So let's talk a bit about Denmark, and what the second happiest people on earth might teach us. First, the Danes aren't perfect. There are certainly issues in Danish society. But here's what's interesting about Denmark: It's organized around a more level playing field. It's not unusual for royals and commoners, wealthy and workers to socialize. Danes strive for humility, modesty and shared responsibility. Kim Kardashian wouldn't last five minutes. Listen, and ask yourself how Danes stack up to Jesus' teachings compared with Americans? Our politicians can't manage a debate on health care coverage for all of its citizens. In Denmark everyone has health care covered from head to toe for life. Danes never worry about how to pay for hospitals, medicines or doctors. Universal higher education is also part of the modesty and class neutral beliefs of Danes. Dane's get free schooling through college, plus a living allowance while in school. Let's talk employment. In Denmark there's a strict 37 hour work week. Progressive employee benefits including 7 weeks of vacation. When a child's born, the second parent can choose to stay home to help their spouse for up to a year. Fourteen weeks of that's paid. Sure taxes are high. Some 65% of a Danes income supports the shared social safety net. But, no one lacks for any basic need. There's also a significantly smaller gap between the wealthiest Danes and those of more modest means. When Dan Buettner asked one wealthy Dane how he felt about his big tax bill, he wasn't bothered at all. "It's hard to complain," he said, "when most of your basic needs are covered." Danes also do well in business. But rather than more and more profits, their focus is outward; building relationships with other countries and peoples. Trust is an important value in Danish society. That's trust of each other, and with others outside of Denmark. Danes possess none of the rugged independence; "go it alone," "get ahead," "keep my business to myself" attitude of Americans. All children, even royals and elites, are encouraged to follow their dreams and gifts, rather than simply prepare for big money occupations. When Buettner asked the dad of one of the royal families why his son was an apprentice wood worker rather than a lawyer like him, he said, "I (just) want him to be happy with what he does." All Danes involve themselves in some sort of social group or club. It's a priority in Danish life.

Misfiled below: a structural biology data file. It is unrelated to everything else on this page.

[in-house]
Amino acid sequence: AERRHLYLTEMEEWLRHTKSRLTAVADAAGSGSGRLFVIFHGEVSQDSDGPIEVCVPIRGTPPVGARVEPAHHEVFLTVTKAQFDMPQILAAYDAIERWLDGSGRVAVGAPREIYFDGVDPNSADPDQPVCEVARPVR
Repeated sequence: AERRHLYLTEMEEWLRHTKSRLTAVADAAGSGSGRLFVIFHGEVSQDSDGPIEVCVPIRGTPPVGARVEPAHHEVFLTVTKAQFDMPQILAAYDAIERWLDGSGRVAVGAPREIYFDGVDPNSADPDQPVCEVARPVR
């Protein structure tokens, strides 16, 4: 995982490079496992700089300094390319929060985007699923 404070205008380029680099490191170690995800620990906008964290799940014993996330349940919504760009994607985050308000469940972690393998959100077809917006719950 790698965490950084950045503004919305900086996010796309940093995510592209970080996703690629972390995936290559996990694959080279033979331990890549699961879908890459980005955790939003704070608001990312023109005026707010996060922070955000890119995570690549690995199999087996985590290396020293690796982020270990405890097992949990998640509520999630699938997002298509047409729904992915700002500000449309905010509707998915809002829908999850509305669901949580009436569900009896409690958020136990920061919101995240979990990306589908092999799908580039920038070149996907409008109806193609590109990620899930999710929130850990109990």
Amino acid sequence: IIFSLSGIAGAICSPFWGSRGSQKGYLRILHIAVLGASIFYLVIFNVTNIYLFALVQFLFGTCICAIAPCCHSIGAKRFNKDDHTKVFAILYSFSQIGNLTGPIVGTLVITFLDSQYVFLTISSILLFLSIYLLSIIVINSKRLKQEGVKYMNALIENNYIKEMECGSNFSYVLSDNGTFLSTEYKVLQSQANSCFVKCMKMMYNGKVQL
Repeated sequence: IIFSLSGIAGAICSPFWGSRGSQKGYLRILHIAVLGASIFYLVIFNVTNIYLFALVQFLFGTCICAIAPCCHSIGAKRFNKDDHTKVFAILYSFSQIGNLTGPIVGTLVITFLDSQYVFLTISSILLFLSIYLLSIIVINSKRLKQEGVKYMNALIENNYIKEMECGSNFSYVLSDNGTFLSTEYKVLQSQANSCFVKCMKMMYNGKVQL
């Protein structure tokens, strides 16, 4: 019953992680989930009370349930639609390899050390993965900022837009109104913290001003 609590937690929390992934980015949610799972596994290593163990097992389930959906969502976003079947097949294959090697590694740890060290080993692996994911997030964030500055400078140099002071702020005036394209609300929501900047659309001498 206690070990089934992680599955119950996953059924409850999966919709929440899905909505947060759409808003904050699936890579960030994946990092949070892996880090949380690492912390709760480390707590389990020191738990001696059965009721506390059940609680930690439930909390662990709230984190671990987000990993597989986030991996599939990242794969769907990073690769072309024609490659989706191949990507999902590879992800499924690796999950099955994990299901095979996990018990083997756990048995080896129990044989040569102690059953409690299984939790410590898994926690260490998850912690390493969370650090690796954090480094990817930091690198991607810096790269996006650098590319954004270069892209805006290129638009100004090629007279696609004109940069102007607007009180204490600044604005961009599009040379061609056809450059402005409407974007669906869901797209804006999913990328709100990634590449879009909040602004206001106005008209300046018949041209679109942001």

Set aside all the partisan chatter about "socialism." When Jesus tells us to be one with God like he is, and be connected to each other the same way we're connected to him, what kind of social order do you think Jesus expects from us? Work till your dead, dog eat dog, rugged individualism, work only for ourselves and forget the other guy, super rich versus abject poor, arrogant, stubborn, status seekers? Look, I don't think Denmark's the promised land. But, when Jesus teaches, "I've said these things to you so that my joy may be in you, and your joy may be complete." When our level of happiness gets compared to some other nations, I'm amazed our America can crack the top 20.